Waterloo Forming and Crash Lab
E3-2105, 2106 & 2121G
University of Waterloo
200 University Avenue West
Contact Michael Worswick, Co-director, Waterloo Forming and Crash Lab
Aluminum sheet metal alloys are prime candidates for use in the automotive industry because of their good strength and stiffness-to-weight ratios. The drawback to their widespread use is their room temperature formability. Aluminum alloys possess only moderate formability at room temperature. Hot forming of these alloys greatly improves their formability and this is the main focus of the research at the University of Waterloo. A large component of this work is on the development of finite element constitutive models that are able to capture the anisotropic behaviour of these metals at elevated temperatures and strain rates.
Description of Process
Hot forming of aluminum alloys consists of four main steps: solutionizing, transfer, quenching + forming, artificial aging. In the solutionizing step, the blank is heated in a furnace to a temperature where the precipitates in the material dissolve. This temperature is usually 470°C for 7000 series alloys and 530°C for 6000 series alloys. The transfer stage occurs when the blank is moved from the furnace into the press, and loses some heat in the process. The forming + quenching stage is the stamping operation in which the blank also cools. The artificial aging process is the post-forming heat treatment applied onto the formed part to obtain the desired strength properties.
The hot forming process is performed on a Macrodyne hydraulic press, which is shown below.
Experiments were conducted on a servo-hydraulic tensile machine on 2.0 mm thick aluminum sheets were conducted. To imitate the temperature-time cycle in a hot forming operation, a series of quenching nozzles were added inside the heating element to quench the tensile specimen (after solutionizing) to a steady state temperature. A schematic of the testing apparatus at the University of Waterloo is shown below.
Digital image correlation was used on all tensile specimens, from which localized strain and displacement data was extracted. An image of a tensile sample subject to DIC, and its resulting cross-section area in the necking region is shown below. The cross-sectional area was used to calculate the true stress-strain curve for AA7075, which is shown in the second image below. These curves can be used in a constitutive model to simulate the hot forming process of AA7075.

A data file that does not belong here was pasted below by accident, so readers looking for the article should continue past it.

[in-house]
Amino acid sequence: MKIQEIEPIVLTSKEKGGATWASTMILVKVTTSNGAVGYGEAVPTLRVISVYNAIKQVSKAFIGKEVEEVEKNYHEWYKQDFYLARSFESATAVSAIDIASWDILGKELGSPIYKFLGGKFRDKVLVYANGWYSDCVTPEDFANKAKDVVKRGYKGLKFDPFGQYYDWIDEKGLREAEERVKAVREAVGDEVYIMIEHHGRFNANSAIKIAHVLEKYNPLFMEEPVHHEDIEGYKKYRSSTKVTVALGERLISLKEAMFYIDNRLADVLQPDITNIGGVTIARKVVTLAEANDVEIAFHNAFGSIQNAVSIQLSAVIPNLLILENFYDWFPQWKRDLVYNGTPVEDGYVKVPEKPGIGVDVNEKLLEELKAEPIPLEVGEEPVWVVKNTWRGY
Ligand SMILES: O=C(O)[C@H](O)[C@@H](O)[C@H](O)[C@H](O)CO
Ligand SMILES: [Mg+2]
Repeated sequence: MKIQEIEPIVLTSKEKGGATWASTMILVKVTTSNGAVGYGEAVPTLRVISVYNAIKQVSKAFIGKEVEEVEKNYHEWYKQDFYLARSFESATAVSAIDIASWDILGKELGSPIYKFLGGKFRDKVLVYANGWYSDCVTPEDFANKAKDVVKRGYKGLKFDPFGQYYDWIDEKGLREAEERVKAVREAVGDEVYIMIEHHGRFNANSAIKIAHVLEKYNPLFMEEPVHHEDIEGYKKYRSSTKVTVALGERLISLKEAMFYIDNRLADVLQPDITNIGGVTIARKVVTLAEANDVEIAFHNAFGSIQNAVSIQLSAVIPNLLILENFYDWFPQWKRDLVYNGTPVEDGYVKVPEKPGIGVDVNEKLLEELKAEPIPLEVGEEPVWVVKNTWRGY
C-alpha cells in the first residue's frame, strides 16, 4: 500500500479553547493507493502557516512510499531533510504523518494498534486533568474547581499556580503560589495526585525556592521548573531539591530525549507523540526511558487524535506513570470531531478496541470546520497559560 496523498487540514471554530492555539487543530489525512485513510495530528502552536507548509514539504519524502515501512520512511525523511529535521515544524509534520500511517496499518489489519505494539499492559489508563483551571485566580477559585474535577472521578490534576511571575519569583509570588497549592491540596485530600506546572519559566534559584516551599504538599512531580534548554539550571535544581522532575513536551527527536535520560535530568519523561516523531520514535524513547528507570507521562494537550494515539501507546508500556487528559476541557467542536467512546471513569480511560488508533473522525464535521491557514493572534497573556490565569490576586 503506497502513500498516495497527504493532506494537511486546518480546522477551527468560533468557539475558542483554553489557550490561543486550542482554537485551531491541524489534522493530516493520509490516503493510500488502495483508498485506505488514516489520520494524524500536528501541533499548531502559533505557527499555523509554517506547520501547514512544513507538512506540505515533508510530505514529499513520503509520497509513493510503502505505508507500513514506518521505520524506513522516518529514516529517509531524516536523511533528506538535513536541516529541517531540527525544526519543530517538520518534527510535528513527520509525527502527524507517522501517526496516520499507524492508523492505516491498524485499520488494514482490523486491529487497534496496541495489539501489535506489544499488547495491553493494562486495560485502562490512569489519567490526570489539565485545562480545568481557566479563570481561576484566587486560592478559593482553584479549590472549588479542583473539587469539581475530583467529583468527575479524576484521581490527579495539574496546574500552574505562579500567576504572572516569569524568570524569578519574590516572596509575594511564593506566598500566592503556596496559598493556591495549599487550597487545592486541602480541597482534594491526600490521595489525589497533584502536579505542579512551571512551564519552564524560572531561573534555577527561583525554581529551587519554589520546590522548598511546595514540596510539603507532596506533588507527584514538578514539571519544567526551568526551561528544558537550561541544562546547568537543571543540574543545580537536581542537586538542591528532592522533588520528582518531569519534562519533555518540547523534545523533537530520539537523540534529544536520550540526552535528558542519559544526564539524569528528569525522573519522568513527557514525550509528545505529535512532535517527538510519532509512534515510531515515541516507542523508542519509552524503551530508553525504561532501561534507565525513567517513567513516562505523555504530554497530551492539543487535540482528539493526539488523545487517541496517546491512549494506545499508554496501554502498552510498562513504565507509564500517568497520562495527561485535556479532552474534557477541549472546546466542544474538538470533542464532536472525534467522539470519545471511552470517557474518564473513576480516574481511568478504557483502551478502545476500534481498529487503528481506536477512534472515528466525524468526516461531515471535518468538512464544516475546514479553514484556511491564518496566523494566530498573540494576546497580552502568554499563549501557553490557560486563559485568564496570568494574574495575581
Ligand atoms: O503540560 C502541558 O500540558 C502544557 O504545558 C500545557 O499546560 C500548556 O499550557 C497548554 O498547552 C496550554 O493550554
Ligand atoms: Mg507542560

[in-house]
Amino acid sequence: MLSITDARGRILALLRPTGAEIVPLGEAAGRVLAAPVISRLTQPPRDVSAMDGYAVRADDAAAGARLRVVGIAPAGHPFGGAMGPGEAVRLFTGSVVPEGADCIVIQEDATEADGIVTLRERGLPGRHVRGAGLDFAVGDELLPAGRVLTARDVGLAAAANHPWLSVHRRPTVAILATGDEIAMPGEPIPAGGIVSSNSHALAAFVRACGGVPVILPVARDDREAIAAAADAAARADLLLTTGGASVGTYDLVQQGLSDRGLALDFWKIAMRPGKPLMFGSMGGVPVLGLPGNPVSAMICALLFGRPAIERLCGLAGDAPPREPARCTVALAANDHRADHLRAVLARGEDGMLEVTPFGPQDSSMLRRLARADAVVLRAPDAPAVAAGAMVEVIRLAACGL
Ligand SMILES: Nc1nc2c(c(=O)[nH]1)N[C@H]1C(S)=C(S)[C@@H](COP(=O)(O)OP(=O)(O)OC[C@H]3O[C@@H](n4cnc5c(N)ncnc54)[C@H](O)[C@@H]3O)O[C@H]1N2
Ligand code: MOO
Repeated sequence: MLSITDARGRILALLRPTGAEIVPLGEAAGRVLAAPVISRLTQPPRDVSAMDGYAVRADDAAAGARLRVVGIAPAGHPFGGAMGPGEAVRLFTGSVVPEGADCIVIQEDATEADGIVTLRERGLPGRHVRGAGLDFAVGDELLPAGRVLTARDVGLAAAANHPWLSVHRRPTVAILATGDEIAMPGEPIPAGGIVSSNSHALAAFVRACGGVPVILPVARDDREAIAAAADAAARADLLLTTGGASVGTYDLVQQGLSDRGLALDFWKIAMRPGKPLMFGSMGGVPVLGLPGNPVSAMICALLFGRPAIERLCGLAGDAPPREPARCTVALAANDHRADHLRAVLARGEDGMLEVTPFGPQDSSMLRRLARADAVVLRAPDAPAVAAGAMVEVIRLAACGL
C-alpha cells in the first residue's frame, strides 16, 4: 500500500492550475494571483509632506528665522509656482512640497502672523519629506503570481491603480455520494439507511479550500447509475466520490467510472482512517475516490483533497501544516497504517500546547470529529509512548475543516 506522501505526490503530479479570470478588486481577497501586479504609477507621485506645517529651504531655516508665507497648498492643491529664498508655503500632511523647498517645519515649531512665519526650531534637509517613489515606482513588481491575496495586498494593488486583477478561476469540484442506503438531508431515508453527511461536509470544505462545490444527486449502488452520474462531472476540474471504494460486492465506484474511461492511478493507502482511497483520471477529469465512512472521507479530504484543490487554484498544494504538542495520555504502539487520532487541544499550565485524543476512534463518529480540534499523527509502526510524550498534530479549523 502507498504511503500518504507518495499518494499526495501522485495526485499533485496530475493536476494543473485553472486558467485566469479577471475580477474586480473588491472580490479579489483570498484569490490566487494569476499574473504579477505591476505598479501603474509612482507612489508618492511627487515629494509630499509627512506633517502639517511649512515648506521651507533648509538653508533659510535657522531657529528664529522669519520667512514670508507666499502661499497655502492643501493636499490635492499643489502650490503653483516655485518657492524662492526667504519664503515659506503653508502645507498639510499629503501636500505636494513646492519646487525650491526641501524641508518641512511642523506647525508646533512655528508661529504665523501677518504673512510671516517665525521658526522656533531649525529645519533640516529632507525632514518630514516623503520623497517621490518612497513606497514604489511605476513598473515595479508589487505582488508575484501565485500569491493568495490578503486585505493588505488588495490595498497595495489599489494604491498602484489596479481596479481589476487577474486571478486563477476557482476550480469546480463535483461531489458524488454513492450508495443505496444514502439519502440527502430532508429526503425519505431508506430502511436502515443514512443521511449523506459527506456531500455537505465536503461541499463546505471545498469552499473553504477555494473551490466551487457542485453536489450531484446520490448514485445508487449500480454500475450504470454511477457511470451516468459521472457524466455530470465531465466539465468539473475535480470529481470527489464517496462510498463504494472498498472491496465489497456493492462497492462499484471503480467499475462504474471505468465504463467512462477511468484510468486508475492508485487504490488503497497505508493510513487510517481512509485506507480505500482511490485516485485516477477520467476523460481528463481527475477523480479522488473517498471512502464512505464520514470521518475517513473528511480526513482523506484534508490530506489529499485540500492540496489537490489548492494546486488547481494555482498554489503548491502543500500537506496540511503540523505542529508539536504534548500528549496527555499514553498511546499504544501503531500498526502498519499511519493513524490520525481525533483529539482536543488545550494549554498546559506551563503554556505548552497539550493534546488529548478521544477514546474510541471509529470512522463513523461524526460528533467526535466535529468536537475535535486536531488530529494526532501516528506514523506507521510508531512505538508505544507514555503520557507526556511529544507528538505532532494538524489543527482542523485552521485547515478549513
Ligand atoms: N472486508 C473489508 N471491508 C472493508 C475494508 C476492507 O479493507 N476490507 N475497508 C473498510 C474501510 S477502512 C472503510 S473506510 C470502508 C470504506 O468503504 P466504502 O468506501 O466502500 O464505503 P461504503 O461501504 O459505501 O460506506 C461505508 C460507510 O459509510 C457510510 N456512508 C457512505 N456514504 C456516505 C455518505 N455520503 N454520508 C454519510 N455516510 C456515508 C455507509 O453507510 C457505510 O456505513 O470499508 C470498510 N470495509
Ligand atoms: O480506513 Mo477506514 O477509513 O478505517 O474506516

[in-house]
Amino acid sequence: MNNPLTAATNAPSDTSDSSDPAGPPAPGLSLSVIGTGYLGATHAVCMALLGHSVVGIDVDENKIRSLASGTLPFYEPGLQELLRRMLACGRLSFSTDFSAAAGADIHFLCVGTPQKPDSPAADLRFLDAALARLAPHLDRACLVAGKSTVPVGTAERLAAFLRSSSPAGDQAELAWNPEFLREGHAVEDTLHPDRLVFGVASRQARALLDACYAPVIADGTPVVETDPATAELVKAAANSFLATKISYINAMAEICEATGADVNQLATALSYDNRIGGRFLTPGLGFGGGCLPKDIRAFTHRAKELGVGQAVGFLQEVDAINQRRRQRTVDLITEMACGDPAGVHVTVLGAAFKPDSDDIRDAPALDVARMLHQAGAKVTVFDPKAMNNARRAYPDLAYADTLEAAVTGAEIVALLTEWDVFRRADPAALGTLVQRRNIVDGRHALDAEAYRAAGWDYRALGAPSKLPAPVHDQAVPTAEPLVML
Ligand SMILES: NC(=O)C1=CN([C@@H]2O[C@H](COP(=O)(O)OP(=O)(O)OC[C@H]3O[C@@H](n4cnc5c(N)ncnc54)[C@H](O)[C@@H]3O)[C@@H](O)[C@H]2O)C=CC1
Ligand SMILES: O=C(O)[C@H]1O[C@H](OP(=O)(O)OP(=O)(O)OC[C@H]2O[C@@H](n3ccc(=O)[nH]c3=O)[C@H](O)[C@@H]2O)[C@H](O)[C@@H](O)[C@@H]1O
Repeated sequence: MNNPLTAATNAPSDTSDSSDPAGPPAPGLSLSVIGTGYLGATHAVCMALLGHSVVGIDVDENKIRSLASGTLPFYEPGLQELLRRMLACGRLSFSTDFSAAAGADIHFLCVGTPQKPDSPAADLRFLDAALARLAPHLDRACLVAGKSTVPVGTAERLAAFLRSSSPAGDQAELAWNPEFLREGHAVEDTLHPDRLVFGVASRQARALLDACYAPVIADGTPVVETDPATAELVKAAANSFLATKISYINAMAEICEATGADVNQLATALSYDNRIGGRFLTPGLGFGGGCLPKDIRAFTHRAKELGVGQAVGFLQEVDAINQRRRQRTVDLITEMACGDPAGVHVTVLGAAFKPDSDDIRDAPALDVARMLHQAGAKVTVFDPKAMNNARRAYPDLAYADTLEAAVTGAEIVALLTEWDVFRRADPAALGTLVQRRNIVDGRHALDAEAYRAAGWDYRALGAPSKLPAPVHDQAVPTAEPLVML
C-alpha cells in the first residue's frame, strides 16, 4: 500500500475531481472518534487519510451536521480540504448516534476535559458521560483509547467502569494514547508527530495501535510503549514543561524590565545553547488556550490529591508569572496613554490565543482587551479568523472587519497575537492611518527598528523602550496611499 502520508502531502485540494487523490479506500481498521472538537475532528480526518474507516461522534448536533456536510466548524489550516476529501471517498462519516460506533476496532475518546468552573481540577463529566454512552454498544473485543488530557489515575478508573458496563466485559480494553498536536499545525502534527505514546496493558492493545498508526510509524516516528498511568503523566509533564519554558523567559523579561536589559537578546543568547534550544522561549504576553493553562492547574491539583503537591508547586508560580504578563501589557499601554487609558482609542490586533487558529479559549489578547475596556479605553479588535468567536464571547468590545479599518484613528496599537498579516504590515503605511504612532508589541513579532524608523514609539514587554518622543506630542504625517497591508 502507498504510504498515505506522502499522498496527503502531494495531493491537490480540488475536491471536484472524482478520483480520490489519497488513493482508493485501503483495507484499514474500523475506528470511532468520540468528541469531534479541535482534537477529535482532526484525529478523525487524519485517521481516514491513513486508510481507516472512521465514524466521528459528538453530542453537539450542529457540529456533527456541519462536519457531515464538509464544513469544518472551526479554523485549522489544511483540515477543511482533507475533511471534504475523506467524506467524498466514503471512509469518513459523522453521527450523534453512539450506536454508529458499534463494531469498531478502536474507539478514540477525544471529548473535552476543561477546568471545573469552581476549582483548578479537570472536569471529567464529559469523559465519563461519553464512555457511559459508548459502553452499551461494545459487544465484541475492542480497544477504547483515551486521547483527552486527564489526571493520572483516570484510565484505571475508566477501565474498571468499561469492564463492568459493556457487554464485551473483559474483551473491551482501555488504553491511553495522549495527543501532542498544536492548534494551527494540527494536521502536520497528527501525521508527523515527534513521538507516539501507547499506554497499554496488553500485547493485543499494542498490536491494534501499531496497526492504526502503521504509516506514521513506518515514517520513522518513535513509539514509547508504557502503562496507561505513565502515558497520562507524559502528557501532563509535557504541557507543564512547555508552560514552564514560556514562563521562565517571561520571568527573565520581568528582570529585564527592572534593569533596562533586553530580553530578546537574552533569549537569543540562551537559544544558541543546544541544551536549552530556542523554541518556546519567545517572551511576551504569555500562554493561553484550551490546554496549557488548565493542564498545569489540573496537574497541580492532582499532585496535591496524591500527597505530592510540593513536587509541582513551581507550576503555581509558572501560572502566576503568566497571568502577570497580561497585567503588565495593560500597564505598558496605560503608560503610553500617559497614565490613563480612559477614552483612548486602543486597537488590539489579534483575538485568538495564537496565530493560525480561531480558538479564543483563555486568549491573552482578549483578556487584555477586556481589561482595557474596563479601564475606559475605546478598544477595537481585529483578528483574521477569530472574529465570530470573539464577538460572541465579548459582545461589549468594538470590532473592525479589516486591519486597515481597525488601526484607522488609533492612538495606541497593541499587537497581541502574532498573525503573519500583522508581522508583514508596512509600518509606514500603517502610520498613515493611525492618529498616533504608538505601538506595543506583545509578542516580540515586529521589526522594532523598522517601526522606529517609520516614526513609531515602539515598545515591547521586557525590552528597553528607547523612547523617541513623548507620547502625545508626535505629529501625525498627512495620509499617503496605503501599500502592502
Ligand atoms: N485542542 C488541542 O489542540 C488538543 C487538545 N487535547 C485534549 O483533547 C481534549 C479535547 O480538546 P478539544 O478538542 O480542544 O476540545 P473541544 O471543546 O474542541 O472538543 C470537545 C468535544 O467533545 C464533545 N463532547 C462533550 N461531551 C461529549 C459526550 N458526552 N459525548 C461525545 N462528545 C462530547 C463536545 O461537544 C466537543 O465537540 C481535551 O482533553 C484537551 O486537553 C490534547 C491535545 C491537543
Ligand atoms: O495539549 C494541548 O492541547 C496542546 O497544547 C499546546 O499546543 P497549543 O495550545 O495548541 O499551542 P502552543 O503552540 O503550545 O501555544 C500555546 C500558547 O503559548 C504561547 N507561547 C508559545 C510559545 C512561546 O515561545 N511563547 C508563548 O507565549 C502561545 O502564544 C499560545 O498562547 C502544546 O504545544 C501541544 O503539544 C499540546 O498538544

Hot Forming of Aluminum
Hat-shaped sections were formed on a hydraulic press in a set of chilled dies. The blanks were solutionized and then rapidly formed and quenched in a cooled die. After forming, they were subject to several aging treatments, such as the standard T6 and T76 treatments, or custom treatments devised at the University of Waterloo. The custom treatments made use of various natural and artificial aging and paint bake cycles to optimize the strength characteristics of the materials. The heat treated rails were subject to crash testing to determine the energy absorption and deformation pattern experienced by rails subject to different heat treatments. Refer to the crashworthiness section for more details.
Artificial Aging Treatments
The standard T6 aging treatment was applied onto some formed rails. Others were subject to interrupted T6 treatments, followed by a heat treatment resembling the paint bake cycle that is often applied to automotive assemblies. A total of four aging treatments were applied. The plot below shows the stress-strain properties of the four treatments applied. As shown, the stress-strain properties of material subjected to one particular interrupted aging treatment (8h at 121°C + paint bake cycle) matched the properties of a T6-treated material well.
Kim, S., 2017. Dynamic and Quasi-Static Response of Warm and Hot Formed Aluminum Beams Under Three-Point Bending. University of Waterloo.
Omer, K., Kim, S., Butcher, C., Worswick, M., 2017. Characterizing the Constitutive Properties of AA7075 for Hot Forming. Proc. Int. Deep Draw Res. Gr. Conf.